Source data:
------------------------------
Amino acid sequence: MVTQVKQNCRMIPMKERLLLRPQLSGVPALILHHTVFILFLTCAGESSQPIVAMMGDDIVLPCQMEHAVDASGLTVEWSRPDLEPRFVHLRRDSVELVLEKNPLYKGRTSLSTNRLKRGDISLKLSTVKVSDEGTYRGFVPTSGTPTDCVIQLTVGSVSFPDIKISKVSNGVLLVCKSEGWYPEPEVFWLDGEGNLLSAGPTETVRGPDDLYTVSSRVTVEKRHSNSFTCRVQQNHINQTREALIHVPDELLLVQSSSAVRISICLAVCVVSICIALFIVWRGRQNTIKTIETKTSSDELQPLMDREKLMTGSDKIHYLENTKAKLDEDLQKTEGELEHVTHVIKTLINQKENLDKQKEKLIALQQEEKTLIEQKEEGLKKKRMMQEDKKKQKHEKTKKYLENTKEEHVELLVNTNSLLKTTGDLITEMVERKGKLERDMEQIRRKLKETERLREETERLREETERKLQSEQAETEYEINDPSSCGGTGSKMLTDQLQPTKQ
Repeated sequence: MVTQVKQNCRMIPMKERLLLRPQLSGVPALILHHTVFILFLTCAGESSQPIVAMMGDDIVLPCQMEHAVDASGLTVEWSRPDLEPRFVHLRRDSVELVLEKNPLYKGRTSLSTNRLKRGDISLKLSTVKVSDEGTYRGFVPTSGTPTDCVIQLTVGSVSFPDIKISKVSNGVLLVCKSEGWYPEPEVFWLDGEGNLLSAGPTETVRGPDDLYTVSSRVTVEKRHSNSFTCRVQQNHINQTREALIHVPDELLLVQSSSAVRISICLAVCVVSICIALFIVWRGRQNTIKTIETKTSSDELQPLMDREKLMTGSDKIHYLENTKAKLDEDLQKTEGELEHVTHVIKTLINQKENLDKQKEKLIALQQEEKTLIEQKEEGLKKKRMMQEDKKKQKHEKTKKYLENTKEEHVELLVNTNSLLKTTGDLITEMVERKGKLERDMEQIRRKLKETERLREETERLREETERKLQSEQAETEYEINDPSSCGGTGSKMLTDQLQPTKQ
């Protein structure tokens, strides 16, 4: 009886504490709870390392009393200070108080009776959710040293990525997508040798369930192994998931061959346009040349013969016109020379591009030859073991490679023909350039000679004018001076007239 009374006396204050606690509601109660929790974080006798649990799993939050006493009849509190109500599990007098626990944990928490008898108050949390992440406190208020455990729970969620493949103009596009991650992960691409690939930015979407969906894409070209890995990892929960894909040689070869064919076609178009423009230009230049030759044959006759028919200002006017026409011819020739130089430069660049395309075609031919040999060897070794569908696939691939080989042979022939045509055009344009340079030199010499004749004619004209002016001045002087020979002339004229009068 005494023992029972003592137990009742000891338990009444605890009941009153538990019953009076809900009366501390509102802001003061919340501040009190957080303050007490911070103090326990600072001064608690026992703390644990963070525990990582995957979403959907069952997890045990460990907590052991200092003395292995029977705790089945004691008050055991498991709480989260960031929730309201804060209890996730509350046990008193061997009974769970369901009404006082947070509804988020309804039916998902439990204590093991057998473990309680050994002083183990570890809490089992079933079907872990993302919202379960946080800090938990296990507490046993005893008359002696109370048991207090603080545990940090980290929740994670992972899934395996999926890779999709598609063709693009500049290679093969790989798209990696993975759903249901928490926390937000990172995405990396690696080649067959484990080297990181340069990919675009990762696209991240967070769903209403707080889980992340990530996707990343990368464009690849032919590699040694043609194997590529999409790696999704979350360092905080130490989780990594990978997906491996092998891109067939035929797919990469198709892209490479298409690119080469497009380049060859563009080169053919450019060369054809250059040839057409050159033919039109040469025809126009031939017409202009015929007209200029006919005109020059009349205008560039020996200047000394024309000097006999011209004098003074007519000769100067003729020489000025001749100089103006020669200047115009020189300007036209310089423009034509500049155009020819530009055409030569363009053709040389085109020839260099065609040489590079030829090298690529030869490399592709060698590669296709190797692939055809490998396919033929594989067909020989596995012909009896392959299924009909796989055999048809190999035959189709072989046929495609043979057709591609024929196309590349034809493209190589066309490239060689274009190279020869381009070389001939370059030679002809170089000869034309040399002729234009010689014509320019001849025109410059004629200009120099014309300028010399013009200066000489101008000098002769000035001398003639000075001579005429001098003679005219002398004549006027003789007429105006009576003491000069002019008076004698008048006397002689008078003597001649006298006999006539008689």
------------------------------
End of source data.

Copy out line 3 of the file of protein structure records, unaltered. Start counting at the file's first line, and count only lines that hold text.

């Protein structure tokens, strides 16, 4: 009886504490709870390392009393200070108080009776959710040293990525997508040798369930192994998931061959346009040349013969016109020379591009030859073991490679023909350039000679004018001076007239 009374006396204050606690509601109660929790974080006798649990799993939050006493009849509190109500599990007098626990944990928490008898108050949390992440406190208020455990729970969620493949103009596009991650992960691409690939930015979407969906894409070209890995990892929960894909040689070869064919076609178009423009230009230049030759044959006759028919200002006017026409011819020739130089430069660049395309075609031919040999060897070794569908696939691939080989042979022939045509055009344009340079030199010499004749004619004209002016001045002087020979002339004229009068 005494023992029972003592137990009742000891338990009444605890009941009153538990019953009076809900009366501390509102802001003061919340501040009190957080303050007490911070103090326990600072001064608690026992703390644990963070525990990582995957979403959907069952997890045990460990907590052991200092003395292995029977705790089945004691008050055991498991709480989260960031929730309201804060209890996730509350046990008193061997009974769970369901009404006082947070509804988020309804039916998902439990204590093991057998473990309680050994002083183990570890809490089992079933079907872990993302919202379960946080800090938990296990507490046993005893008359002696109370048991207090603080545990940090980290929740994670992972899934395996999926890779999709598609063709693009500049290679093969790989798209990696993975759903249901928490926390937000990172995405990396690696080649067959484990080297990181340069990919675009990762696209991240967070769903209403707080889980992340990530996707990343990368464009690849032919590699040694043609194997590529999409790696999704979350360092905080130490989780990594990978997906491996092998891109067939035929797919990469198709892209490479298409690119080469497009380049060859563009080169053919450019060369054809250059040839057409050159033919039109040469025809126009031939017409202009015929007209200029006919005109020059009349205008560039020996200047000394024309000097006999011209004098003074007519000769100067003729020489000025001749100089103006020669200047115009020189300007036209310089423009034509500049155009020819530009055409030569363009053709040389085109020839260099065609040489590079030829090298690529030869490399592709060698590669296709190797692939055809490998396919033929594989067909020989596995012909009896392959299924009909796989055999048809190999035959189709072989046929495609043979057709591609024929196309590349034809493209190589066309490239060689274009190279020869381009070389001939370059030679002809170089000869034309040399002729234009010689014509320019001849025109410059004629200009120099014309300028010399013009200066000489101008000098002769000035001398003639000075001579005429001098003679005219002398004549006027003789007429105006009576003491000069002019008076004698008048006397002689008078003597001649006298006999006539008689």